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Planning the Perfect Winter Picnic

The sun sparkling on snow, a crackling campfire, hot cocoa, and smokies make for a memorable winter outing. While winter may not scream picnic season, it’s a wonderful time of year to dine al fresco if you dress warm and have a fire. There are no bugs or crowds, and you can get gorgeous golden-hour photos in that magical time before sunset. Here’s how to plan the perfect winter picnic in (and around) Calgary!

Choose a picnic site with a fire pit

These beautiful picnic areas with fire pits have walking trails and outhouses nearby:

Edworthy Park has spacious picnic sites (including two with picnic shelters), walking trails, and four playgrounds. The new playground on the south side has some unique features, like a four-person teeter totter! Before you settle in for dinner, walk the Christmas Tree Trail and look for chickadees in the trees. ​5050 Spruce Drive SW

Bowness Park, another riverside park in northwest Calgary, has picnic sites (many with large picnic shelters), two playgrounds, ice skating on the lagoon, and a 1.6-kilometre skating track (usually opens in time for Christmas), cross-country ski trails, and walking trails. My family likes walking across the 85 Street Bridge to Baker Park, too. Note: This popular park fills up fast on weekends. 8900, 48 Avenue NW

Fish Creek Provincial Park, Calgary’s largest park, has picnic areas at Glennfield, Shannon Terrace, and Votier’s Flats Day-Use Areas. Glennfield has large group sites, while the sites at Shannon Terrace and Votier’s Flats are suitable for smaller gatherings. Enjoy a nature escape in the city as you hike the forested trails along the creek. With ongoing construction in the park, check the Alberta Parks’ website for advisories to confirm day-use areas are open. Bebo Grove and Hull’s Wood are not recommended at this time due to partial trail closures.

North Glenmore Park has sunny picnic sites near the Glenmore Reservoir. With playgrounds, an ice rink, cross-country ski trails, and pathways you could explore for hours. 7305 Crowchild Trail SW

Prairie Winds Park has two picnic areas with fire pits (reservable from December 12, 2021), a toboggan hill, skating rink, playgrounds, and fitness stations. 223 Castleridge Boulevard NE

Sandy Beach Park has pretty picnic sites along the Elbow River. Visit the playground and walk across the suspension bridge while you’re there. 4500, 14A Street SW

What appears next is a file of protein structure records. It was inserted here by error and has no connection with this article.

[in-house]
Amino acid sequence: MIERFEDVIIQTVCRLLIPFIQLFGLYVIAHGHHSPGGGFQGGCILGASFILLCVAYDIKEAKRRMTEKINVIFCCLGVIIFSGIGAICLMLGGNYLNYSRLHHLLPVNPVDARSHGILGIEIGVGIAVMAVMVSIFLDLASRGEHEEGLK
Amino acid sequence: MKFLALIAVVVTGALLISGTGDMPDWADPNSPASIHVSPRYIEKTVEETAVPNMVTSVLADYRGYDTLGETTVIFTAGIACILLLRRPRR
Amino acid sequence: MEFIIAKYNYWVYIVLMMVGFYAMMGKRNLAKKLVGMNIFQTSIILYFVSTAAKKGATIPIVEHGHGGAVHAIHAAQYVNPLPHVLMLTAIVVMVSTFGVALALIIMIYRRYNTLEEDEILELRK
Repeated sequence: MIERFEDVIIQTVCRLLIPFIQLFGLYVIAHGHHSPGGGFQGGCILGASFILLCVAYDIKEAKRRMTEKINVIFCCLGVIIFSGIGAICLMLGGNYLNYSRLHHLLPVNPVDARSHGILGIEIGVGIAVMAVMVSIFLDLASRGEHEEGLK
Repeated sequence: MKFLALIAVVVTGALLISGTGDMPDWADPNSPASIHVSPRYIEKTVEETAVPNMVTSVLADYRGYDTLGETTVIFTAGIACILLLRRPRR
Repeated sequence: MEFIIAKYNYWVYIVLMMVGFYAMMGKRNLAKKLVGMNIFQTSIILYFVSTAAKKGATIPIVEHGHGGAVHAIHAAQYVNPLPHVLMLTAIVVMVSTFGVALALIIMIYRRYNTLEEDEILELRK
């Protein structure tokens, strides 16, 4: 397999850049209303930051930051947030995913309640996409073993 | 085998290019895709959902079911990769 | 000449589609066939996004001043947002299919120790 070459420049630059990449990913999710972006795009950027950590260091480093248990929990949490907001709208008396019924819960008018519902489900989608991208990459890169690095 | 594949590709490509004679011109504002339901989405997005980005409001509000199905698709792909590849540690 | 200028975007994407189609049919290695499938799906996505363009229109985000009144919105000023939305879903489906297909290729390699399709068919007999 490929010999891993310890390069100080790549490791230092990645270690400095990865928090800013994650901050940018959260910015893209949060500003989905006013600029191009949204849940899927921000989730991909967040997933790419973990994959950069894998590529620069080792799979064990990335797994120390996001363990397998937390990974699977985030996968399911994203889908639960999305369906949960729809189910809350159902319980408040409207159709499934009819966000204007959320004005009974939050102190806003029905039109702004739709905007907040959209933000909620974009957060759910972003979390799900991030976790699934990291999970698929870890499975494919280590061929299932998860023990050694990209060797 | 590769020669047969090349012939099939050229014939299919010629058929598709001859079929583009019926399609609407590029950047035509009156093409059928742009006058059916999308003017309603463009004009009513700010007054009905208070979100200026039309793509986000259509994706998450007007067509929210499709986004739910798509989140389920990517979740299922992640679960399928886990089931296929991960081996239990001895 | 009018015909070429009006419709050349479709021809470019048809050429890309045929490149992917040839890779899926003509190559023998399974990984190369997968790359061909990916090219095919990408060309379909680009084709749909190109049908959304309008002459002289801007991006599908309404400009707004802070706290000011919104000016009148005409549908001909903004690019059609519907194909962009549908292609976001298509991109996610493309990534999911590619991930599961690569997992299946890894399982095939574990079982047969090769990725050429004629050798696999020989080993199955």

In Kananaskis, try Mount Lorette Ponds (wheelchair accessible picnic sites and 700-metre loop around the ponds) or Wedge Pond (1-kilometre loop with lovely views of Mount Kidd).

Here’s what you’ll need to bring:

  • Firewood, kindling, fire starters, lighter and/or matches (it is prohibited to burn deadfall)
  • Camp chairs
  • Roasting sticks
  • Dishes, cutlery, napkins
  • Tablecloth
  • Hand sanitizer and wipes
  • Cooler with food and beverages (alcohol is only permitted at select picnic areas)
  • S’mores kit
  • Garbage bags
  • Extra water for putting out the fire
  • Camp blanket to keep your legs warm (wool is naturally flame-resistant)
  • Extra layers of clothing

A collapsible wagon is recommended for hauling everything to your site.

Know before you go!

Most picnic sites are first come, first served in the winter, so have a backup plan in case your first choice isn’t available.

The City of Calgary Community Fire Pit Program resumes on December 12, 2021. This program offers free fire pit permits at many Calgary parks, such as Prairie Winds Park, Stanley Park, and Riley Park. For more information, visit calgary.ca.

Food scraps can attract wildlife, so pack out all trash, even if it’s biodegradable.

Check for fire bans before you go!

Be fire smart: Never leave a fire unattended, and always put out your fire completely before you leave.

Alcohol is permitted in select picnic areas until 9pm (Fish Creek Park Day-Use Areas close at 8pm). For more information, visit the Calgary Parks or the Alberta Parks website.

Dogs are permitted at picnic sites if they are on-leash. Please clean up after your pet(s)!

With shorter days in the snowy season, you can make the most of winter by playing and dining outside! Kids will love cooking their own dinner over the fire, and you can enjoy coming home to a clean kitchen.

Karen is a mother and a lover of maps, mountains, and mochas. With her geography degree and experience leading hikes and backpacking trips in the Rockies, she is full of ideas on where to go and what to do. The mission of her blog, playoutsideguide.com, is to provide everything families need to know to get outside and have fun. 

 

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